Ancient philosophy - especially after Aristotle - largely focused on how to achieve self-sufficiency on the one hand, and peace of mind on the other; it thus became fundamentally therapeutic, in nature and goal. Though ancient philosophers are generally known for their praise of friendship, there is an evident tension involved in these positions: the possession of friends seems almost unhelpful, nearly inimical, to self-sufficiency and peace of mind.
On this day in 1948 the Soviet Union began blocking access to the Western sections of divided Berlin, in retaliation for the Allies’ declared intention to introduce a Western-backed currency into their territory. It would have likely been adopted by people in East Berlin as well, and the Soviets wanted to control the flow of legal tender in their territory. The United States led the effort to bypass the blockade via an airlift of goods into the city, which the Soviets did not mobilize to stop.
Ninety-nine years ago, The Nation published an editorial about Memorial Day. The First World War was in full swing, and the editors took the moment to reflect on what it was like to commemorate those who died in battle years earlier while young Americans were dying even then in a new war, far away.1The piece began with an invocation of Memorial Days past, in the decades after the Civil War, when Americans throughout the country went through their rituals of commemoration for those they had lost.
Muck Rack makes it simple to find people, tweets, or articles that mention any name, keyword, company, hashtag etc. We've compiled this guide to help you make the most of your search.
Selecting a term
Start searching tweets, articles from media outlets, articles mentioned in tweets, journalists'
names, titles and bios with some suggested searches:
Companies or Topics (e.g. iPhone, Microsoft)
Phrases (e.g. "cloud computing") — use quotes to keep the terms together
Twitter handles (e.g. @username) — returns those who have mentioned or replied to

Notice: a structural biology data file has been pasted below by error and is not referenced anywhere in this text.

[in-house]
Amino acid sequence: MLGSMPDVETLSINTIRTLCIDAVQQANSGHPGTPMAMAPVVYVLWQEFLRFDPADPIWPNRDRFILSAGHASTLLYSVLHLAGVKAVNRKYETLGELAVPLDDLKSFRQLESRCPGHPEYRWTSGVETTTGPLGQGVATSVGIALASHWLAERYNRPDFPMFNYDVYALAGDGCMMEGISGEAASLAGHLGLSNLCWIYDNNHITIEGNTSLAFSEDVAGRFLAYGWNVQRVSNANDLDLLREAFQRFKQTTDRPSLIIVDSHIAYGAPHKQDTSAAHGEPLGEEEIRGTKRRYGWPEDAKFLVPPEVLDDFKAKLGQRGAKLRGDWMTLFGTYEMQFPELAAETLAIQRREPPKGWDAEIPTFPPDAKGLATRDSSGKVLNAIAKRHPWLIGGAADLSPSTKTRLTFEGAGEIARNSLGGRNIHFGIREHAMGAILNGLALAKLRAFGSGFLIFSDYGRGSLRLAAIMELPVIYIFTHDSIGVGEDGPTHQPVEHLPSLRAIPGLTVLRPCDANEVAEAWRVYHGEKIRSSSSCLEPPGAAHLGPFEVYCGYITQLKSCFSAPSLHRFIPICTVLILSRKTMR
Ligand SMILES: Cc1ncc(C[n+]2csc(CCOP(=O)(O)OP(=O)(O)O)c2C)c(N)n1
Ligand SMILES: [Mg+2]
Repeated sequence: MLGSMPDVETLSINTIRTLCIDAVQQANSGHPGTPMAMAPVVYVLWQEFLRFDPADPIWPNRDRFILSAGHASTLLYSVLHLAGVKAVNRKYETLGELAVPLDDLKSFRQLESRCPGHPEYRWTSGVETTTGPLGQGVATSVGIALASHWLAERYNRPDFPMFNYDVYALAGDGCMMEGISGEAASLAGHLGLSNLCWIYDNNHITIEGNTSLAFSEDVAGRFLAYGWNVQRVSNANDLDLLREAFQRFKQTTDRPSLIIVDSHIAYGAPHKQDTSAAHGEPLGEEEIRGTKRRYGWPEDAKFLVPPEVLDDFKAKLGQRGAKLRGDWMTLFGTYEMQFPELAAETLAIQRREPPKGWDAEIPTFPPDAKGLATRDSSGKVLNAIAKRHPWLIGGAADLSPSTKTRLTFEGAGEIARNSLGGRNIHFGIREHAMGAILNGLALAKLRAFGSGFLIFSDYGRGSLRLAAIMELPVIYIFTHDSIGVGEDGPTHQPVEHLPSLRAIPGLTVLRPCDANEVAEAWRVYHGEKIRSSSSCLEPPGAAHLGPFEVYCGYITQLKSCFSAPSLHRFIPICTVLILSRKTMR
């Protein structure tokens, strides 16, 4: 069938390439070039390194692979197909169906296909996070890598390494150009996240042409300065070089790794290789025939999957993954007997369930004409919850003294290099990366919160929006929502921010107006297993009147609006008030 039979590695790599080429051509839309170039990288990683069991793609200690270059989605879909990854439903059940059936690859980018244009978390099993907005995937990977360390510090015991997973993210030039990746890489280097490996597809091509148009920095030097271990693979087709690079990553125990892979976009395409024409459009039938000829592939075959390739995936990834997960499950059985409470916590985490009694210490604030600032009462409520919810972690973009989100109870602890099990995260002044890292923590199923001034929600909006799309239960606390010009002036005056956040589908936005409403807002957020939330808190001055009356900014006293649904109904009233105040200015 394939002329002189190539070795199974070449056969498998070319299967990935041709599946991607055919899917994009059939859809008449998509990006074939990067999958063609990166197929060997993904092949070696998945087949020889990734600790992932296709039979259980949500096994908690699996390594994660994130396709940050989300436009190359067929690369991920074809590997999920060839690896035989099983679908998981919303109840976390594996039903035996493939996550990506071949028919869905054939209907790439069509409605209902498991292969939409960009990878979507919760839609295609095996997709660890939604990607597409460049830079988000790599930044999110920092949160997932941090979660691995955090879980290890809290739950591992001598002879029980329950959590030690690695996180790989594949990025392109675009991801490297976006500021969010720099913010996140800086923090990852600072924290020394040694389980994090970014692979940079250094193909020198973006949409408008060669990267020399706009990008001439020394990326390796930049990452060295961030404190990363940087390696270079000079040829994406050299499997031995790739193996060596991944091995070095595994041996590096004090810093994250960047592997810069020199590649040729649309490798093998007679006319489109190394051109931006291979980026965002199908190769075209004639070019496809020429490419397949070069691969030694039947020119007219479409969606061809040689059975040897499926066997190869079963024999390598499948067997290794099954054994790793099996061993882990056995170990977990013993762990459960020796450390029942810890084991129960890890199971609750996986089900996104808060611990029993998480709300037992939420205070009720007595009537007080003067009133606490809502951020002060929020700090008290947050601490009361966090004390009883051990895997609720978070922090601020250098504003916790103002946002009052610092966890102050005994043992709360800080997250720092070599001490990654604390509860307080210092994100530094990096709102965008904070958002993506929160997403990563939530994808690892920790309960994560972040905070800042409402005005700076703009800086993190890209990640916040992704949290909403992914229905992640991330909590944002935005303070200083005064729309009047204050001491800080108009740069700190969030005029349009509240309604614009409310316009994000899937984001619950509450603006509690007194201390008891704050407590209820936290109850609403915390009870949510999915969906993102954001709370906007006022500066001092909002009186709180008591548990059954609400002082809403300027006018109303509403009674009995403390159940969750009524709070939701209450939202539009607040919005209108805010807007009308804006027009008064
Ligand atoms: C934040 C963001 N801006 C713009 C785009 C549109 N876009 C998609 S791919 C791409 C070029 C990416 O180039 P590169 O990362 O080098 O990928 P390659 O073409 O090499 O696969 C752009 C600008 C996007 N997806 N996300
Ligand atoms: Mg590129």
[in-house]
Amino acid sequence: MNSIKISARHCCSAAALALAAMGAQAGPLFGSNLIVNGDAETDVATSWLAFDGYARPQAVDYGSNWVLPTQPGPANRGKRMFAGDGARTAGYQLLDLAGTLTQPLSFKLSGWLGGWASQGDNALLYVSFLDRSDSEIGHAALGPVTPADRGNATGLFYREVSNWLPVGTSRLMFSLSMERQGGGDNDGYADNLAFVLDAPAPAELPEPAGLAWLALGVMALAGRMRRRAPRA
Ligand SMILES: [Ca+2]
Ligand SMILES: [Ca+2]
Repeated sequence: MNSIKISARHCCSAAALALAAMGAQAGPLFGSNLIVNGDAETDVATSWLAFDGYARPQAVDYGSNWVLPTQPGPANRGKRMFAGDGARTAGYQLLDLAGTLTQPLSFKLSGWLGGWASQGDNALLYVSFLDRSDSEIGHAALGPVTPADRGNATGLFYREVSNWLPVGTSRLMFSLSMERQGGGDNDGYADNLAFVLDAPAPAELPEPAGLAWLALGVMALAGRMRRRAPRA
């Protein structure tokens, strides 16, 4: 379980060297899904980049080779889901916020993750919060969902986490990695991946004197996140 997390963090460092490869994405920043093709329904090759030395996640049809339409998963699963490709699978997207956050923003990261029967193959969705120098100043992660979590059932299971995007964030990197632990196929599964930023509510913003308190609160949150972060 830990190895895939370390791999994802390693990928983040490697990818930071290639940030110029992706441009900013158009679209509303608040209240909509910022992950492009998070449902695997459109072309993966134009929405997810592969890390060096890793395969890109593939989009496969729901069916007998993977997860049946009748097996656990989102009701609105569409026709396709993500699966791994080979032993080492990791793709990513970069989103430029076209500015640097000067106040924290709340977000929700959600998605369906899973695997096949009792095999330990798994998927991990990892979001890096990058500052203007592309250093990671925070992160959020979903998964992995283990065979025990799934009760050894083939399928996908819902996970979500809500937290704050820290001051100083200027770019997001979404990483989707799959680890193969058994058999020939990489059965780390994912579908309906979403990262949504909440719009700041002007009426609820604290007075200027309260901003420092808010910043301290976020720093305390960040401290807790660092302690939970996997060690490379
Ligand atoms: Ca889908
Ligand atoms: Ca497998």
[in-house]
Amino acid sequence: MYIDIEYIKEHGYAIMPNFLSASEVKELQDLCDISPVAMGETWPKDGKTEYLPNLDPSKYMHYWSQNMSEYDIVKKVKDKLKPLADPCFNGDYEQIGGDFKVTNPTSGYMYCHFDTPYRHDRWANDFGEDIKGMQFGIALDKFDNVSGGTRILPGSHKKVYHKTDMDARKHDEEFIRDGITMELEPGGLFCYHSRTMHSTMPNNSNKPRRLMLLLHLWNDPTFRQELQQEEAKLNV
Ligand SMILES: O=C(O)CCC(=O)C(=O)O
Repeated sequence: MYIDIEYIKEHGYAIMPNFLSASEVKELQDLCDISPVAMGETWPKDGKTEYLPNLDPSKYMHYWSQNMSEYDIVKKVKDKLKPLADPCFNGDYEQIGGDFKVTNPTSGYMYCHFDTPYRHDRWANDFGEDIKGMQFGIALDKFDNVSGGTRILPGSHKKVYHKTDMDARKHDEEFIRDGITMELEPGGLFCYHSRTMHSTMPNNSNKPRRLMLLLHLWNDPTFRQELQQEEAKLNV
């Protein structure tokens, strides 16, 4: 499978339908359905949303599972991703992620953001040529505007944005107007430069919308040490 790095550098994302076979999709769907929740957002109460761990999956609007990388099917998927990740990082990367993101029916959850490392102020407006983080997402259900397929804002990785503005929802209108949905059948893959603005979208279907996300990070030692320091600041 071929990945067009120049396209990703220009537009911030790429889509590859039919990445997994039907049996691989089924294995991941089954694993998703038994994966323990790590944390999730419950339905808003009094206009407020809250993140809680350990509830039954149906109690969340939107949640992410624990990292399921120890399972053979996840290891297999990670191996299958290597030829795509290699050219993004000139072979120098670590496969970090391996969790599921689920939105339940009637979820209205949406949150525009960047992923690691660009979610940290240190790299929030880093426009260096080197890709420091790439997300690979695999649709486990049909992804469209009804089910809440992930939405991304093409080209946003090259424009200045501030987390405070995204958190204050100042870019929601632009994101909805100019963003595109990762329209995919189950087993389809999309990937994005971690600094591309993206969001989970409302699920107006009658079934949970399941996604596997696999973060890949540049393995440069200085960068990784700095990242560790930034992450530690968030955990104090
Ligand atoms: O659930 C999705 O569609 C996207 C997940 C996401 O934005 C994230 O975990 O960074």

Names (e.g. "David Pogue")
Hashtags (e.g. #sxsw, #london2012)
Bio details (e.g. vegan, Olympics, father)
Muck Rack's Advanced Search allows for many boolean operators.
Find results that mention multiple specified terms, use AND or
+. For example, ensure each result contains both Elon Musk and Mark Zuckerberg by
searching Obama AND Romney or Obama + Romney.
Use the operators OR or , to broaden your search when you'd like either of
multiple terms to appear in results. (This is the default behavior of our search when no operators
are used.) For example, search for democrat OR republican to find results that refer to
Democrats and/or Republicans.
Use NOT or - to subtract results from your search. For
example, searching Disney will yield results about the Walt Disney Company as well as Walt Disney
World Resort. To exclude mentions of Disney World, search for Disney -World or Disney
When using one of these operators with a phrase, enclose it in quotation marks. For example, you can
find results about smartphones excluding Apple's iPhone 4S by searching smartphone -"iPhone
Exact case matching or punctuation
If you're searching for a brand name or keyword that relies on specific punctuation marks or capitalization, you can
find results that match your exact query by adding matchcase: before the keyword you're searching for, like matchcase:E*TRADE .
Use parentheses to separate multiple
boolean phrases. For example, to find journalists talking about having fun in Disney World or
Disneyland, search for ("disney world" OR disneyland) AND fun.
An asterisk can be used to search for any variation of a root word truncated by the asterisk. For example, searching for admin* will return results for administrator, administration, administer, administered, etc.
A near operator is an AND operator where you can control the distance between the words. You can vary the distance the near operation uses by adding a forward slash and number (between 0-99) such as strawberries NEAR/10 "whipped cream", which means the strawberries must exist within 10 words of "whipped cream".